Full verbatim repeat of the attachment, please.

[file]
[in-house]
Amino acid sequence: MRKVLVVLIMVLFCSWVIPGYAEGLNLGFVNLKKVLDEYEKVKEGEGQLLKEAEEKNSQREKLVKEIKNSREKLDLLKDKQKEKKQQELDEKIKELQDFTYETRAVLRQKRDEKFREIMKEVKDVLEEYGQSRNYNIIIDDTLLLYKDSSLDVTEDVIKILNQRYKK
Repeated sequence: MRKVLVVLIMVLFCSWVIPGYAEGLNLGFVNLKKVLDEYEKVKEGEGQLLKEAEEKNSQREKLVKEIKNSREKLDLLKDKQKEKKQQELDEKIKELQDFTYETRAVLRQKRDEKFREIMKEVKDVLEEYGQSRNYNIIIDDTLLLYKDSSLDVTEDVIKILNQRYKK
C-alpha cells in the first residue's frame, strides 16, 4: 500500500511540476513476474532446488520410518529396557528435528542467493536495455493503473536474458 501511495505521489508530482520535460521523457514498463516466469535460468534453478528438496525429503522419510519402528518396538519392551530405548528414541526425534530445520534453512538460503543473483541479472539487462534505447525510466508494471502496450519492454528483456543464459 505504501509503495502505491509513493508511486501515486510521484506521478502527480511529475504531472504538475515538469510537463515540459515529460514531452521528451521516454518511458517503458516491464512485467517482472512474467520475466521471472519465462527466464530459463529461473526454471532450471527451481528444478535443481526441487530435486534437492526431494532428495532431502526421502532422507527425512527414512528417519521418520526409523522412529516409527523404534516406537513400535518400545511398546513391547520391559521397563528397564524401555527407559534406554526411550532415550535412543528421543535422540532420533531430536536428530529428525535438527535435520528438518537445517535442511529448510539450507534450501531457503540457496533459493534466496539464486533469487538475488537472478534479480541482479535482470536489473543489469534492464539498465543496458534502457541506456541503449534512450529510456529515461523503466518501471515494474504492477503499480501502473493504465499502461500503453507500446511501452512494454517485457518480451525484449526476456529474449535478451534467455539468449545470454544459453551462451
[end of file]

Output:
[in-house]
Amino acid sequence: MRKVLVVLIMVLFCSWVIPGYAEGLNLGFVNLKKVLDEYEKVKEGEGQLLKEAEEKNSQREKLVKEIKNSREKLDLLKDKQKEKKQQELDEKIKELQDFTYETRAVLRQKRDEKFREIMKEVKDVLEEYGQSRNYNIIIDDTLLLYKDSSLDVTEDVIKILNQRYKK
Repeated sequence: MRKVLVVLIMVLFCSWVIPGYAEGLNLGFVNLKKVLDEYEKVKEGEGQLLKEAEEKNSQREKLVKEIKNSREKLDLLKDKQKEKKQQELDEKIKELQDFTYETRAVLRQKRDEKFREIMKEVKDVLEEYGQSRNYNIIIDDTLLLYKDSSLDVTEDVIKILNQRYKK
C-alpha cells in the first residue's frame, strides 16, 4: 500500500511540476513476474532446488520410518529396557528435528542467493536495455493503473536474458 501511495505521489508530482520535460521523457514498463516466469535460468534453478528438496525429503522419510519402528518396538519392551530405548528414541526425534530445520534453512538460503543473483541479472539487462534505447525510466508494471502496450519492454528483456543464459 505504501509503495502505491509513493508511486501515486510521484506521478502527480511529475504531472504538475515538469510537463515540459515529460514531452521528451521516454518511458517503458516491464512485467517482472512474467520475466521471472519465462527466464530459463529461473526454471532450471527451481528444478535443481526441487530435486534437492526431494532428495532431502526421502532422507527425512527414512528417519521418520526409523522412529516409527523404534516406537513400535518400545511398546513391547520391559521397563528397564524401555527407559534406554526411550532415550535412543528421543535422540532420533531430536536428530529428525535438527535435520528438518537445517535442511529448510539450507534450501531457503540457496533459493534466496539464486533469487538475488537472478534479480541482479535482470536489473543489469534492464539498465543496458534502457541506456541503449534512450529510456529515461523503466518501471515494474504492477503499480501502473493504465499502461500503453507500446511501452512494454517485457518480451525484449526476456529474449535478451534467455539468449545470454544459453551462451